The Scottish Rite as portrayed in Brown's novel is clearly the Southern Jurisdiction, the headquarters of which is at the House of Temple in Washington, D.C. At the beginning of the story Brown depicts the villain, a 32nd degree Mason, being invested with the 33rd degree. In the Southern Jurisdiction no one can proceed directly from the 32nd degree to the 33rd. You must first be inducted into the order of the Knight Commanders of the Court of Honor (K.C.C.H.), and then you may at a later time (after a prescribed period) be invited to join the ranks of the 33rd degree. It's also important to note that unless you are one of the 33 active members of the Supreme Council, the 33rd degree is strictly an honorary degree. Brown never states it explicitly, but the depiction he gives of the induction of the villain into the 33rd degree within the Temple Room of the House of the Temple would seem to imply the man is being inducted into the Supreme Council. And regarding the Supreme Council, Brown once again shows a lack of basic research when he refers to the leader as the "Worshipful Master" of the House of the Temple. A "Worshipful Master" is the head of a local lodge. The head of the Supreme Council of the Scottish Rite is the Sovereign Grand Commander.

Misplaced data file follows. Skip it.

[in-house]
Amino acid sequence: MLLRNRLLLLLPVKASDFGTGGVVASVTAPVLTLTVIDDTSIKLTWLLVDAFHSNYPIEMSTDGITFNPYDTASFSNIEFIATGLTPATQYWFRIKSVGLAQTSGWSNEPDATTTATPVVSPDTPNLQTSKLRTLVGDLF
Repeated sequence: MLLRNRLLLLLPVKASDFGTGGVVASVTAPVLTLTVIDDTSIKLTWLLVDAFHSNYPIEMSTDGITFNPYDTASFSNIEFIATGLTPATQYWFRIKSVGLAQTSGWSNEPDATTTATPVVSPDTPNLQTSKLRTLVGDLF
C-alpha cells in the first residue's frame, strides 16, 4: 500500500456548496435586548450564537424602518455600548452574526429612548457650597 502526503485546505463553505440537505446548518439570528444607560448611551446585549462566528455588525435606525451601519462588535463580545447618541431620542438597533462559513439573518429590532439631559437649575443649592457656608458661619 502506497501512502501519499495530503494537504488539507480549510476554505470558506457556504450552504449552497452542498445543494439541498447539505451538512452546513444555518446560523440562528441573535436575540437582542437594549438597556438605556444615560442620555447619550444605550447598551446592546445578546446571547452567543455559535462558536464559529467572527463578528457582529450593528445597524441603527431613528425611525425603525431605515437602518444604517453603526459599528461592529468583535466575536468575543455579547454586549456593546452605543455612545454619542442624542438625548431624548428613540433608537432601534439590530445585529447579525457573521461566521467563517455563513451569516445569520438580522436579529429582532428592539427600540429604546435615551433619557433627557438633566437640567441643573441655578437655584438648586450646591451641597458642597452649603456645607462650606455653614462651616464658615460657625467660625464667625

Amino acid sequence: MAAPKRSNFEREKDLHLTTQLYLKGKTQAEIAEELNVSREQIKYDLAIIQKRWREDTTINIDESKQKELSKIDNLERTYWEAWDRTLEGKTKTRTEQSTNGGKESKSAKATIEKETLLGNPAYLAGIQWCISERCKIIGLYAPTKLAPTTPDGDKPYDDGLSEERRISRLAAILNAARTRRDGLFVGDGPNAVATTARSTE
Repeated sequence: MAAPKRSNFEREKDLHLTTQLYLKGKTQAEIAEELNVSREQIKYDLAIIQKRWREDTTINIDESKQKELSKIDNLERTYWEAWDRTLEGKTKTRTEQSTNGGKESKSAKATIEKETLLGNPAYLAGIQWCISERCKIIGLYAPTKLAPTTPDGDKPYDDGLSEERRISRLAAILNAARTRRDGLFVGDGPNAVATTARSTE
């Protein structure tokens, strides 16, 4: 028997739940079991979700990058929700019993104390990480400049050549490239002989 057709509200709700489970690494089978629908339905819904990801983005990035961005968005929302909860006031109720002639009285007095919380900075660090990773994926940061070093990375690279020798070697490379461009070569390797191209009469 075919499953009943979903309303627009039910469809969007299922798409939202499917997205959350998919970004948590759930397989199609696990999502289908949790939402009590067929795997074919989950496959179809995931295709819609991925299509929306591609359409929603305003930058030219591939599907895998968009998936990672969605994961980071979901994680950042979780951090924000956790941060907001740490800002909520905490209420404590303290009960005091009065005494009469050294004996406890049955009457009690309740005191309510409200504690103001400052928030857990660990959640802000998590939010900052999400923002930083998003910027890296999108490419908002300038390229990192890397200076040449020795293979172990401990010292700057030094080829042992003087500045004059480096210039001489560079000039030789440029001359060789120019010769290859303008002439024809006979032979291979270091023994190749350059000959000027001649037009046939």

Brown depicts the ring worn by 33rd degree Masons as a highly stylized one with a double-headed "phoenix" and a triangle with the number "33" in the middle. Again, some basic research would reveal that the 33rd degree ring is actually a triple band of gold with nothing more on it than a triangle with the number "33" inside the triangle. Also, one of the symbols of the Scottish Rite is a double-headed eagle, not a phoenix as Brown describes it.